Democracy In Nigeria Evident From President Jonathan’s Gracious Exit

Nigerian President Goodluck Jonathan with U.S. Secretary of State John Kerry (US Dept of State photo)
ENUGU, Enugu State, Nigeria – It’s not every day that one wakes with a deep sense of trepidation hanging over the very air one breathes.
Some days, one wakes to a beautiful morning laced with happiness and goes to bed in the same mood.

We’ve been glued to the TV for two days now, doing nothing but mathematical additions to figures reeled out by the Independent National Electoral Commission – the commission saddled with conducting elections in Nigeria March 28 and 29.
We all felt the tension and tasted the anxiety in the atmosphere. We felt, in no small measure, the panic, worries and joys that characterize the anticipation of the outcome of something as significant as our nation’s presidential election.
Delay could be dangerous, and anything dangerous could be catastrophic.

Now, after two days with eyes feeding from the screens of different TV channels, the results are out. We needn’t wait anymore.
Incumbent President Goodluck Jonathan’s People’s Democratic Party, which has ruled Nigeria for 16 years, lost in a close race to the challenger, General Muhammadu Buhari’s All Progressive Congress.
Buhari, a military ruler in Nigeria from January 1984 to August 1985, won in 21 states. Jonathan took the lead in 15 states and the Federal Capital Territory, Abuja.
The other 12 candidates scored an insubstantial number of votes.
Jonathan will become the first sitting Nigerian president to lose an election, and Buhari will remain the first opposition candidate to win the presidential election.
How the defeat came about isn’t what matters at this moment.
I take great pride in seeing Jonathan congratulate Buhari for winning the election. That’s how things should be.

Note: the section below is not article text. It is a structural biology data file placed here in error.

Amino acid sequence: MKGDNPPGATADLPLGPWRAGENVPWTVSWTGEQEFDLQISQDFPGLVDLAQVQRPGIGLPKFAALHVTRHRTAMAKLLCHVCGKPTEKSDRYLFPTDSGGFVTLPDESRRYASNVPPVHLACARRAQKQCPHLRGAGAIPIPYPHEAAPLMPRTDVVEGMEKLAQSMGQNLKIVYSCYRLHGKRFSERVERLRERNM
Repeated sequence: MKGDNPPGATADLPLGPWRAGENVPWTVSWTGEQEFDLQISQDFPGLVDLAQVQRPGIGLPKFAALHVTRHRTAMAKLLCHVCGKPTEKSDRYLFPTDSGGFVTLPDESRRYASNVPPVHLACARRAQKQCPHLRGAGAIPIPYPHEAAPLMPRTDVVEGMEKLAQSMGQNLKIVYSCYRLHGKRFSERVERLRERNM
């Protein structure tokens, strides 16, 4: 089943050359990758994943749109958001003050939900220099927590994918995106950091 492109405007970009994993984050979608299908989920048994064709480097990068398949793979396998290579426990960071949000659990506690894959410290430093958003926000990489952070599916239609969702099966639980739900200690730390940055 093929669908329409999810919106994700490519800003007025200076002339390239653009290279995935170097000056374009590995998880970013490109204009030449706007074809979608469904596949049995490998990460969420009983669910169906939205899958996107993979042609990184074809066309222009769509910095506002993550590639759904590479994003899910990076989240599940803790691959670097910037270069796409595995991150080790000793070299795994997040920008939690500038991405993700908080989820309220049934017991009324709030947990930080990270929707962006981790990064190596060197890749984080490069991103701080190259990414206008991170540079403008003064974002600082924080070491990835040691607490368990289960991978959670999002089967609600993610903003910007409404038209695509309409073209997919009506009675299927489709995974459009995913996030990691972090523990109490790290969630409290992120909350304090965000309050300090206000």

It hurts to see Jonathan go. Though I had problems with the manner in which he tackled key issues, I became enamored with him right from when he emerged as the country’s vice
president in 2007.
When I pore over stories about his meteoric rise to fame, I get motivated to continue to strive for excellence in all my endeavors. Much as I wanted him to stay, the vast majority of Nigerians whose votes reflect the opposite favor a change of government.
It gladdens my heart to see the president accept defeat wholeheartedly. It’s a testament to our deep-seated belief that he is a stickler for democracy.
Buhari will assume power on May 29 and we will stand with him at all times. In times of difficulty and suffering, sorrow and pains, anguish and tears, victory and exhilaration – we shall never let Buhari down.
He’s assured of our loyalty and trust. Terrorism, education, health, endemic corruption, unemployment, economic mismanagement – all of them ail Nigeria.
I can’t merely wish away the ravages of Boko Haram. I won’t forget the more than 200 schoolgirls kidnapped by the dreaded terrorists a year ago.
We have what it takes to overcome all these anomalies, and you, Buhari, shall lead us through a path strewn with denial, selfishness, bribery and hardship.
For you, Jonathan, your name shall be etched on my mind. In our history books, you would come as a hero to some Nigerians, a weakling to others and a feckless leader to critics.
Go and never regret your choices, for neither past nor present realities condemn you.
Linus Okechukwu is a Correspondent from Nigeria for Youth Journalism International.
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1 Comment

  • Objectivity is a key ingredient to fair solutions. Politics has one thing in common with games: fair play is the basic rule. You and your country display all the qualities it takes to matter greatly on the world chessboard. I am admirative!!!